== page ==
Denise Scott Brown and Robert Venturi

The Bicentennial Commemoration 1976


"The Bicentennial Commemoration 1976"
Denise Scott Brown and Robert Venturi
The Architectural Forum, October 1969

Against technology
In the last two Expos, the U. S. has been content to let its industrial and technological might be illustrated on the road to the fair. Inside we were selling non-aggression and simple joys, Hollywood and Raggedy Ann. The satellites up in the Montreal dome were a foreign note, toned in with the rest through their beautiful Op parachutes which hovered above from the ceiling. Why should Little Upper Begonia strive to show us its plastic factory when it has so much to say on the harnessing of teen-age revolt or on the housing of rural migrants? Demonstrations of industrial might are a hangover from the World Fairs of the 19th century. Demonstrations of avant garde technology are exciting and popular but seem out of keeping with out present need, which is to use the technologies we have to solve social problems. The great technological innovations we should be demonstrating in 1976 are ways of meshing the relative simplicities of scientific systems with the messy unmanageableness of social systems. We need scientific methods for dealing with uncertainty, chancy models for risky deals, one-of-a-kind programs for one-of-a-kind people. We need great strides in organizational technology rather than in industrial and manufacturing technology. In architecture and planning this means forgetting our futuristic, space age fantasies and concentrating on organizing what methods we have, to build for the poor rather than against them and to combat the public squalor and decrepitude of our cities.

Against megastructures
The urban problems, the problems of sprawl city and the problems of freedom and control will be evaded if we accept for our Expo the "megastructures" that are fashionable in urban design today. These medieval hill-towns with their avant garde trappings are the resort of architects who can't deal with the city on its own terms and turn with nostalgia to the simpler cities of earlier ages, and to the futuristic imagery of the space age. Megastructures may be suited to some dense central areas but they are not relevant to our important urban problems: the poor are priced out when such intense development occurs on their doorstep, and sprawl city is more interesting than the megastructure. The megastructure is a European importation. Just now the Europeans are turning to America to learn of another city, the process city, the difficult whole where to order is not easily apparent. This city--Los Angeles or the suburban fringes of eastern cities--is increasingly the reality to be faced here and in Europe. It is the real area for physical innovation. The megastructure is not relevant to it.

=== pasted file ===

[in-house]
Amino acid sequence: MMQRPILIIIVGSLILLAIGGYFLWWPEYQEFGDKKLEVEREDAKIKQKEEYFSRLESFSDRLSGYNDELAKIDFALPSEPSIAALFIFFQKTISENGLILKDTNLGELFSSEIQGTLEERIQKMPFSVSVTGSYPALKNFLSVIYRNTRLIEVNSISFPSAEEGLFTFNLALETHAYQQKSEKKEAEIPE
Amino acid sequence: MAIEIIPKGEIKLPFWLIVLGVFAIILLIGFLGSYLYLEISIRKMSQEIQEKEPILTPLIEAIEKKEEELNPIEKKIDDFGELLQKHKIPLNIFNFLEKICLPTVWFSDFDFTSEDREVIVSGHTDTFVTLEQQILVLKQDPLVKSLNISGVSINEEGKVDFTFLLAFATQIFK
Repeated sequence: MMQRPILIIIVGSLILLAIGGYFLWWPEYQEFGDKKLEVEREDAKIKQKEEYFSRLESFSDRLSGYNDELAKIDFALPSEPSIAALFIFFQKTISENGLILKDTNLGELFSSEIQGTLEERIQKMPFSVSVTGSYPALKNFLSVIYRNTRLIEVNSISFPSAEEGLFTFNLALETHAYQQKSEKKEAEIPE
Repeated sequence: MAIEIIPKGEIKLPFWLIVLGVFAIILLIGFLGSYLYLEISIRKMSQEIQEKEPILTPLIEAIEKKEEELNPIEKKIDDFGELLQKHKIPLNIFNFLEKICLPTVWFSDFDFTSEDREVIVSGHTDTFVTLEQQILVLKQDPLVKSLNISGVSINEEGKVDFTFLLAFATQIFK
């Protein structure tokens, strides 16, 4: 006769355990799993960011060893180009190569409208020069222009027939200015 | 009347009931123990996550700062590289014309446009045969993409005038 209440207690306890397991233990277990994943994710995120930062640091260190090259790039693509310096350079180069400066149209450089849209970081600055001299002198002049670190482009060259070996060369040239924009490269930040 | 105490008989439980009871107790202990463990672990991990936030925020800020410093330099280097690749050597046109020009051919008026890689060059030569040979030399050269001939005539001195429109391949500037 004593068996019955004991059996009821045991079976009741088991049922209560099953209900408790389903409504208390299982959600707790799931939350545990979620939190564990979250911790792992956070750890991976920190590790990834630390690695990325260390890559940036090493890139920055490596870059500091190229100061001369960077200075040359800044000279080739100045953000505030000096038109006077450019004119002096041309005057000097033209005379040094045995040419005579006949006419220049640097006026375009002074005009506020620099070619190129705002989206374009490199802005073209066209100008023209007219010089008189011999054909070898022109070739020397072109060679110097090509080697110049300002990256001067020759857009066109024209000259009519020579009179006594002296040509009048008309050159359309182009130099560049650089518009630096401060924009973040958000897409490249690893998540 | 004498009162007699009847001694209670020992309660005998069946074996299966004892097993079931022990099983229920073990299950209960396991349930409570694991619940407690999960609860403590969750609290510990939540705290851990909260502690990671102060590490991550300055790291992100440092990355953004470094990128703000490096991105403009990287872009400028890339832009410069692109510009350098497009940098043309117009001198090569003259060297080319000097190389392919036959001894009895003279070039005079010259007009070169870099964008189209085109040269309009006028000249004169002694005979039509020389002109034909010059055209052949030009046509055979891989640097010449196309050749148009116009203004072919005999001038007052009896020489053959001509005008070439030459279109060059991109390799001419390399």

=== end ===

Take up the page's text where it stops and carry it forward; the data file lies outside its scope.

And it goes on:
The megastructure, designed by an individual or team, is often called by its proponents a "total environment," where unitary control of design brings harmony, and where "crass commercialism" and other ugly intrusions on the part of individuals can be excluded. It is not a good prototype since this degree of control is patently unattainable over most portions of most American cities and, as Expo 67 showed, cannot even be achieved at Expos. Even if it were attainable it is not desirable, since it produces that deadness of environment demonstrated by most U. S. urban renewal projects and many European new towns. And the local population, unimpressed by the praise in the architectural magazines, stays away in droves. The people should have a say in the making of the Commemoration. Even if this makes it untidy, it will at least be lively. It should not be the child of the egos of one, two or three "great designers."

Against "human scale"
So the Crystal palace and the Eiffel Tower should not be followed by the Megastructure.

On the other hand, the "human scale" or "townscape" approach to urban design should also be watched with care, since a mass audience has mass needs which, if met at too "human" a scale (say at the scale of campus planning or of Expo 67) cane lead to quite inhuman conditions of overcrowding. Architects are not accustomed to the problem of the design for mass use. It calls for simple, easily understandable site plans (see Disneyland) with great consistency in the location of service areas, toilets and transit stops; with highly scientific signing systems; large overflow spaces adjacent to crowded areas and large spaces at points of decision in the movement flow. This just for a beginning.

Mass use demands, too, a rethinking of interior display systems. Low objects and small screens cannot be seen by the kinds of crowds that waited three hours outside the main pavilions at Expo 67 then moved through the show in phalanx, ten abreast. They need a flat, safe walking surface and exhibits above their heads. There is some question whether real objects should be exhibited in such situations or whether they should be kept for eddies and backwaters, and the major exhibits be movies, lights and electronics. And if movies, why not multiscreens? A movie, unlike a stage performance can be shown in many places at once, so why wait three hours for it? Why not, at least, place closed circuit TV along the waiting lines to show what you would see inside if you waited? Why shouldn't the line itself be the exhibit? And for the mass audience, the more electronics and celluloid and the less reality, the better.

But perhaps the answer is to spread the celebrations between different sites and possibly different cities linked by the refurbished movement systems and the communications media. Then points of connection and intense interaction at interchanges on the movement system would become points of exhibition and communications.




Quondam © 2012.09.03